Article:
Ryan Ellis is familiar with the adage, “Never trust a skinny chef,” but for the executive chef at Fit Farm, it works the opposite.
Ellis, 32, joined the fitness and wellness retreat in Castalian Springs, Tennessee, about a year ago.
He said he’s learned about the significance of portion control in meals – for Fit Farm guests as well as himself.
A graduate of the Culinary Institute of America in Napa Valley, California, Ellis is a former Marine sergeant who loves to bake.
At home he has a 10,000-pound outdoor brick oven in which he and his fiancé, Caroline, bake 13 different kinds of bread they sell at their business, ARE Trading Post. It’s named in honor of their 7-year-old daughter, Amelia Rose Ellis.
The operation is based at their 12-acre farm in Bethpage, Tennessee, where they also raise hogs and chickens and grow vegetables.
At Fit Farm, a wellness and fitness retreat tucked into the rolling hills of rural Tennessee, Ellis likes to introduce guests to new food concepts that include using herbs and aromatics to flavor meats and vegetables.
“I think it’s interesting to see people try something for the first time and their eyes light up,” he said.
He also enjoys doing demonstrations that teach about food preparation and how to get the most from fresh produce and meat.
Fit Farm is “magical” Ellis said because it generates nearly zero food waste. That’s because it knows how many guests will be on property and the size of the meals they’ll consume.
Whatever waste there is goes into a compost pile which is used to fertilize Fit Farm’s garden.
Ellis believes business should contribute to the greater good. He and Caroline do that at ARE Trading Post and Ellis sees it happening at Fit Farm.
“I like helping people view the world in a different way,” he said. Including the knowledge that chefs can be skinny.
Since she was a teenager volunteering at senior-living facilities in Boston, Serena Lipton knew she wanted a career in senior housing. But she had a difficult time finding the college program she believed would educate and prepare her to serve in the senior-living industry. After graduating from Boston University School of Hospitality Administration and working as an analyst for JLL’s Senior Housing Valuation Advisory, Lipton finally found what she was looking for. This fall she enrolled in BU’s Master of Management in Hospitality with a new concentration in senior living. She and other students are on the cusp of what BUSHA believes is a massive shift in how Americans view aging and where opportunities lie for the hospitality industry.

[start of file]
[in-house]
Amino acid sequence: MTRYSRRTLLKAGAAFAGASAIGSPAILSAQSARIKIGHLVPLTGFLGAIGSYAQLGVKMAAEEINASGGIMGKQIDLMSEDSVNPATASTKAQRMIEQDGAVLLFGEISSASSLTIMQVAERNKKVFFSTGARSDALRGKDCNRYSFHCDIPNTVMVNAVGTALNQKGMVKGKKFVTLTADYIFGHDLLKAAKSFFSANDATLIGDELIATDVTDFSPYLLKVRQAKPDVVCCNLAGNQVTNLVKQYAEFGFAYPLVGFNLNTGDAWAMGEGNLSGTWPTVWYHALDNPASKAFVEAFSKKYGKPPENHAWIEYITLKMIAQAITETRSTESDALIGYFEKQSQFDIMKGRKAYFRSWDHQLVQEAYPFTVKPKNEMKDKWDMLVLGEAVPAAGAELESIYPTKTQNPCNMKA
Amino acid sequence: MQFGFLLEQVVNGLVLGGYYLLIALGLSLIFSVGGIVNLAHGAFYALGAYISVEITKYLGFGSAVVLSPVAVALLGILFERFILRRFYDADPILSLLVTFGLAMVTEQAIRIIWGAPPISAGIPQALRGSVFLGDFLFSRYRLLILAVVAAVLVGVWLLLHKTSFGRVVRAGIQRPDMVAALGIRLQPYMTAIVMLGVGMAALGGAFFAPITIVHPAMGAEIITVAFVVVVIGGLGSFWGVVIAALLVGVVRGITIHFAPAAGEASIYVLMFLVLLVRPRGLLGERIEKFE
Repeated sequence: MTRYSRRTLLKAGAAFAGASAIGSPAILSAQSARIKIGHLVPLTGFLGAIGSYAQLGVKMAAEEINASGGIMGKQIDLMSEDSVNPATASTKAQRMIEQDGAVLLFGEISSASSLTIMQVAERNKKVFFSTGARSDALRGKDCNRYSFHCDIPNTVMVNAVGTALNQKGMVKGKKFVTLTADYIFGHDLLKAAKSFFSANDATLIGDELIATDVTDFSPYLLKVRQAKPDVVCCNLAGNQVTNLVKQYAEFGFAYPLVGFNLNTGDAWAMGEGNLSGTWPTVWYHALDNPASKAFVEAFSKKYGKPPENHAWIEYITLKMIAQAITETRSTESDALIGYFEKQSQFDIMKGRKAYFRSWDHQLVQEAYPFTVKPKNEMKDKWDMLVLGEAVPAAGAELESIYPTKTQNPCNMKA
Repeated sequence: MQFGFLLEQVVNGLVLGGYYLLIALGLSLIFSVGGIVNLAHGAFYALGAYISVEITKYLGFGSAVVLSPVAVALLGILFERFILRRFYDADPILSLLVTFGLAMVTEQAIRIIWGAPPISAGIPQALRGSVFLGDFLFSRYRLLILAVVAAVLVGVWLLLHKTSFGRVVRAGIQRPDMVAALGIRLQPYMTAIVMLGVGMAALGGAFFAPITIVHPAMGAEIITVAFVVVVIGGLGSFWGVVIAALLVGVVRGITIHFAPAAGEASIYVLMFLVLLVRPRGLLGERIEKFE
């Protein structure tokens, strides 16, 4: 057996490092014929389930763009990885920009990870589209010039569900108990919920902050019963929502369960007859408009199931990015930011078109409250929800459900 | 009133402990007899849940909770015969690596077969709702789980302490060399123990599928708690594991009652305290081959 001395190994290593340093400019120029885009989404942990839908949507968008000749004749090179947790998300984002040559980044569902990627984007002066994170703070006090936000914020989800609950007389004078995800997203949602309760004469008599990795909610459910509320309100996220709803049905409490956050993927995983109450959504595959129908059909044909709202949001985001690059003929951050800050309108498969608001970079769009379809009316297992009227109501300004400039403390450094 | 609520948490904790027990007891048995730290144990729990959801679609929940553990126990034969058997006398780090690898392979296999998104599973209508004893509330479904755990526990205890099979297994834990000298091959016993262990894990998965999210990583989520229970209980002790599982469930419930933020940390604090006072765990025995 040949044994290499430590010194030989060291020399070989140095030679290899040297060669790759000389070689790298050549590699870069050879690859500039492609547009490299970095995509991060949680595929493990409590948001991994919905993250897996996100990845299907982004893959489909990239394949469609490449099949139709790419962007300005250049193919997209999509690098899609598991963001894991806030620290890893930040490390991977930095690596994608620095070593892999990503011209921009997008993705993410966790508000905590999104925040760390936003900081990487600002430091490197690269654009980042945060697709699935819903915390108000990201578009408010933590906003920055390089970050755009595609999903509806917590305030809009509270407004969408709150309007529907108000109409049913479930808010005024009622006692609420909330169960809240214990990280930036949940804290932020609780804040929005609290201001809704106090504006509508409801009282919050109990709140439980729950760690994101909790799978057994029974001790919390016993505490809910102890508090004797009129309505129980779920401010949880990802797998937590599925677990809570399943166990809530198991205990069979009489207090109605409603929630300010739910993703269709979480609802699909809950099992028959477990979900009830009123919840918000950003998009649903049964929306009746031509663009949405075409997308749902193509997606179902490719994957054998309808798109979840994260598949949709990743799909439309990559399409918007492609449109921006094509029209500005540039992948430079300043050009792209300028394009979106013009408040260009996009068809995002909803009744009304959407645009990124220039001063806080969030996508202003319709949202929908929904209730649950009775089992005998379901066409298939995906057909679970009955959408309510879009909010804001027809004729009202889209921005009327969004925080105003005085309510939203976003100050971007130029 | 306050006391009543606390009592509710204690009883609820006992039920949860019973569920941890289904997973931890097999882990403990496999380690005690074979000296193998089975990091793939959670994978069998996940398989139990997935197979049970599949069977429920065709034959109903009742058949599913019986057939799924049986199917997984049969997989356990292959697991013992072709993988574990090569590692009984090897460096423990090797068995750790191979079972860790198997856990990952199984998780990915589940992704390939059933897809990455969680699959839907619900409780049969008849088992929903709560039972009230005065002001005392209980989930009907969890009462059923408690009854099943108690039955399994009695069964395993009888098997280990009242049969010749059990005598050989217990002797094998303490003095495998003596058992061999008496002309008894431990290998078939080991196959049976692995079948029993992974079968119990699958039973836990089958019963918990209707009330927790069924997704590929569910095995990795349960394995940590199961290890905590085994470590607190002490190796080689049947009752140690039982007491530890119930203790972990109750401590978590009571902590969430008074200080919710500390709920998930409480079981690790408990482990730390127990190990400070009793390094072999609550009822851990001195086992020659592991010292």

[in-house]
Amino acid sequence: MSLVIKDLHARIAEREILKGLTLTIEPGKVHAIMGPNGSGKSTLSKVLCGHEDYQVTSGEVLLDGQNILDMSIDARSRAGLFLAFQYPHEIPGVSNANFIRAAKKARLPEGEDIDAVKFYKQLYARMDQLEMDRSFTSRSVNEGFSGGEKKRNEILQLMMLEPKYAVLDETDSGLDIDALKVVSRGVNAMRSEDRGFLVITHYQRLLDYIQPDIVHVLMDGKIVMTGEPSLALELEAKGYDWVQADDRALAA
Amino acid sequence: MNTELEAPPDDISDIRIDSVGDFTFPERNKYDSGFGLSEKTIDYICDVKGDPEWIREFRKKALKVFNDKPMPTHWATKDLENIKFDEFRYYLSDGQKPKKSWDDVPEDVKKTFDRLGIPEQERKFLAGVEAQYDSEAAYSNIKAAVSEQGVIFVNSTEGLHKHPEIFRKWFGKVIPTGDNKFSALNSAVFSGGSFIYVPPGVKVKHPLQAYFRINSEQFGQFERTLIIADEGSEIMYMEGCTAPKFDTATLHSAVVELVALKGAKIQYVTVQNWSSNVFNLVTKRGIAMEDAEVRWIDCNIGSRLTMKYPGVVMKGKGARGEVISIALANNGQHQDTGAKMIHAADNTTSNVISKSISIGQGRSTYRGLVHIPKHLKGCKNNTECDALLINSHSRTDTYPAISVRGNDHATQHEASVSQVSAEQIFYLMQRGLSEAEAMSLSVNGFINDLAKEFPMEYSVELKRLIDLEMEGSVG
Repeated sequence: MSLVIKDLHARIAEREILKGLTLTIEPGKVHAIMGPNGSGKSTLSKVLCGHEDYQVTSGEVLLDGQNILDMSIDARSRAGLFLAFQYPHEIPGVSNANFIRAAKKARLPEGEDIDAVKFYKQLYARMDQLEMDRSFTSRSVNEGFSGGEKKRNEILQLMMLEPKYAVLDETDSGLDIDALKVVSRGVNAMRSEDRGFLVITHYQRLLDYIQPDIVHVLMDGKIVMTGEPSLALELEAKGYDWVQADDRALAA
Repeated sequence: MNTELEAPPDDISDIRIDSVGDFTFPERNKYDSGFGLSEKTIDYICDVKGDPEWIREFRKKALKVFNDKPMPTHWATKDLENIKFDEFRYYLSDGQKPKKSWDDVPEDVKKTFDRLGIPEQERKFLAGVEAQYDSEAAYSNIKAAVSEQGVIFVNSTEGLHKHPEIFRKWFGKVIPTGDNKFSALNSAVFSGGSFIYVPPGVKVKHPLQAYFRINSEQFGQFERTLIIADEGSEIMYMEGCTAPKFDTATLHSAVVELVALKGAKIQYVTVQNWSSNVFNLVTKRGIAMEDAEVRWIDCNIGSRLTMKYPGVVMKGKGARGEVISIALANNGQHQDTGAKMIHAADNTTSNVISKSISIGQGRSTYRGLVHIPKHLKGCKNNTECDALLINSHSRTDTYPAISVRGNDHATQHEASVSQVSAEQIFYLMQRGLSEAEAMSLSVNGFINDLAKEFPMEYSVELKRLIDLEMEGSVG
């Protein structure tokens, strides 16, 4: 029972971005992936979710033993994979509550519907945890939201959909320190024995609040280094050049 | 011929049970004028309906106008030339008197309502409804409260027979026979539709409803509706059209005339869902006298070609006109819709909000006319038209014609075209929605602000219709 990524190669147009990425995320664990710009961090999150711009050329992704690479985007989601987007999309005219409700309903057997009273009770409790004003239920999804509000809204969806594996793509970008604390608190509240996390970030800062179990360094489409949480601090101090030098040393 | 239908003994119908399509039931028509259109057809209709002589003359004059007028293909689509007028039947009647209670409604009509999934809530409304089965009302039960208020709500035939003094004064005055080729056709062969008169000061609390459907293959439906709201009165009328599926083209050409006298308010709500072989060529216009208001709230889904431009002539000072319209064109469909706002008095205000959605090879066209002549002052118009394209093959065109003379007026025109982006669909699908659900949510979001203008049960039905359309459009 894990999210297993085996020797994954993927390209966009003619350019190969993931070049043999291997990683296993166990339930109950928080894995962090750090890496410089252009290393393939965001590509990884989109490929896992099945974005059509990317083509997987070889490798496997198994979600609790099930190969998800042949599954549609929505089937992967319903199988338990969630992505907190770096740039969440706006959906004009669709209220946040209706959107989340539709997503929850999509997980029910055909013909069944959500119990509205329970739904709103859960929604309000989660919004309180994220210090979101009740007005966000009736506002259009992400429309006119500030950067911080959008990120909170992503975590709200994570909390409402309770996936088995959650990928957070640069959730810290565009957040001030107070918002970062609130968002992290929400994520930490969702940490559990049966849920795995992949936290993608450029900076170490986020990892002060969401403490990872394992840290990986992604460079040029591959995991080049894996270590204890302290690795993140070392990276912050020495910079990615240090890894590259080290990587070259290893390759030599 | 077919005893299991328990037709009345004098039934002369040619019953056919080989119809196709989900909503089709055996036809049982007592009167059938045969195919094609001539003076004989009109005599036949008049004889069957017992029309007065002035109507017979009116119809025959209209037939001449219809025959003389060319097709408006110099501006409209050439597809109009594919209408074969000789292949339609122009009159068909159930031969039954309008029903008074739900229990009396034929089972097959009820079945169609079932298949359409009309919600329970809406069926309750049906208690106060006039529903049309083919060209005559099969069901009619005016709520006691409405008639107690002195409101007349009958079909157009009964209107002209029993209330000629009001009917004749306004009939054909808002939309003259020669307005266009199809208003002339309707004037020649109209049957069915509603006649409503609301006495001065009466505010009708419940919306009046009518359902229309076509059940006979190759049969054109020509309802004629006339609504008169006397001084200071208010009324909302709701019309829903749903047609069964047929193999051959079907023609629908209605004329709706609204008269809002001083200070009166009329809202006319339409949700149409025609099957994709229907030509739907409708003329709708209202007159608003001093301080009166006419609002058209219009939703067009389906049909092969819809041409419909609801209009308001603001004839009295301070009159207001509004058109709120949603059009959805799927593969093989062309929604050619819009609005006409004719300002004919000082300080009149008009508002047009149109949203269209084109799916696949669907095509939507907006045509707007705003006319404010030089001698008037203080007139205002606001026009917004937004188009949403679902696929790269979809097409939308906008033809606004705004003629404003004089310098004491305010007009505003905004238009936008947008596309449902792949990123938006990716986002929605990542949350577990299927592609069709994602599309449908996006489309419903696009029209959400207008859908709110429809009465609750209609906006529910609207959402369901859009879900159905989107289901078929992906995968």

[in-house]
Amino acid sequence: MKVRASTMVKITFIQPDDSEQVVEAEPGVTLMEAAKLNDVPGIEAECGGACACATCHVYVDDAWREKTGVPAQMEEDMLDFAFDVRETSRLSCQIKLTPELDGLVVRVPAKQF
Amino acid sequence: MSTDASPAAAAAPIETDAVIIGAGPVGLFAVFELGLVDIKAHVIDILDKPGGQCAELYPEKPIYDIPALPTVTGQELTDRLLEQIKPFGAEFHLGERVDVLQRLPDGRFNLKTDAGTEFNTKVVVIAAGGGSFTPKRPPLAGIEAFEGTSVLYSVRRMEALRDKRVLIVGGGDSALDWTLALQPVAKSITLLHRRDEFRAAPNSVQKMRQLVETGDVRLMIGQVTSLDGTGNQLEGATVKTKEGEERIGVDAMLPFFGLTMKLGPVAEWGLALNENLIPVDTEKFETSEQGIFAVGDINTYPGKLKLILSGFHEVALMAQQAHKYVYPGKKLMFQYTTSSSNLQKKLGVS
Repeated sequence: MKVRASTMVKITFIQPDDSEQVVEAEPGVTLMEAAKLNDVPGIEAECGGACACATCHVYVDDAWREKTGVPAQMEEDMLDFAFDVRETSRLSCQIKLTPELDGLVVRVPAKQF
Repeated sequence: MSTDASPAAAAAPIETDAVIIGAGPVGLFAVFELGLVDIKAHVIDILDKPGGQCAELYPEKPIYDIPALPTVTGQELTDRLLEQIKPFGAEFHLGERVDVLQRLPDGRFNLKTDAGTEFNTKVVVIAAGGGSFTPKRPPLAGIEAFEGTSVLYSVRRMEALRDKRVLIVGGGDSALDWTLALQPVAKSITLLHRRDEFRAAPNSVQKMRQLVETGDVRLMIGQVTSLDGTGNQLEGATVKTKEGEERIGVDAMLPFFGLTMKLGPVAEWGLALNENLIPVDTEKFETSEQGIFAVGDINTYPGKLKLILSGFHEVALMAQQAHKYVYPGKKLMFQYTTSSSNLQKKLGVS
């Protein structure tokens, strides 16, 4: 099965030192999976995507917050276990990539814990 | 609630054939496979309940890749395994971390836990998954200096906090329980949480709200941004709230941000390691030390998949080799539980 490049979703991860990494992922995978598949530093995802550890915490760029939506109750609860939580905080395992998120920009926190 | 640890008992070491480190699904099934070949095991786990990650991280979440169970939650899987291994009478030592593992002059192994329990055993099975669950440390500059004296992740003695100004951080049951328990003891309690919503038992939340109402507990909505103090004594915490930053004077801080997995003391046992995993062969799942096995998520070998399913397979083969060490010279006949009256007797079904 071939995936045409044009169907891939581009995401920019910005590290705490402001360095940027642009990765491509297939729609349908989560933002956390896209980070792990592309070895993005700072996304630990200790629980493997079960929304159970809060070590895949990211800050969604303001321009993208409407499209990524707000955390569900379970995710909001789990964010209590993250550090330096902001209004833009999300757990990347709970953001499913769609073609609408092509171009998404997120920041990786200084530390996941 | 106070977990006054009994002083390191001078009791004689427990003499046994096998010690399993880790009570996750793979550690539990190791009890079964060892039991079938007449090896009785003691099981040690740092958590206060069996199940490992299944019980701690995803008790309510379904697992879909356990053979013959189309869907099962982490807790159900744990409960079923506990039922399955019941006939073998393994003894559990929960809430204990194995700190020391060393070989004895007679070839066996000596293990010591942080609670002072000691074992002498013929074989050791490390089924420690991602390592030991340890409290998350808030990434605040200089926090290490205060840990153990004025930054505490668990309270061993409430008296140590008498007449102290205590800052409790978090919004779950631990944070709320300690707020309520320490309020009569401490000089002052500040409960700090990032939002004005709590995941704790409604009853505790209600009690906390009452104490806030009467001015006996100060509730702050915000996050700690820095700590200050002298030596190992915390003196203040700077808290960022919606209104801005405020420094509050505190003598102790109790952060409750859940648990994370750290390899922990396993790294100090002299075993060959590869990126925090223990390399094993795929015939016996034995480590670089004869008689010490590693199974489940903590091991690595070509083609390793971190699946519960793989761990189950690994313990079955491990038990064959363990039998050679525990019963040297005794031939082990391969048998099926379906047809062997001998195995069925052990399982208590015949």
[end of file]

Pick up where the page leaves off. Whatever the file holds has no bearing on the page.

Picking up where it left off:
Rainer Jenss of Nyack, New York, founded the Family Travel Association seven years ago to help parents and caregivers introduce children to the world through travel, whether that’s a yearlong trip around the world that Jenss and his family took or a weekend getaway to a nearby destination. To help the travel industry gauge what parents want when they take their kids on vacation, FTA conducts an annual study. The U.S. Family Travel Survey 2021 reveals the shift in mindset the COVID-19 pandemic has created in families planning a trip over the next 12 months. Hoteliers use can use the information to generate business and boost their strategies to recover and sustain business now and other the coming months.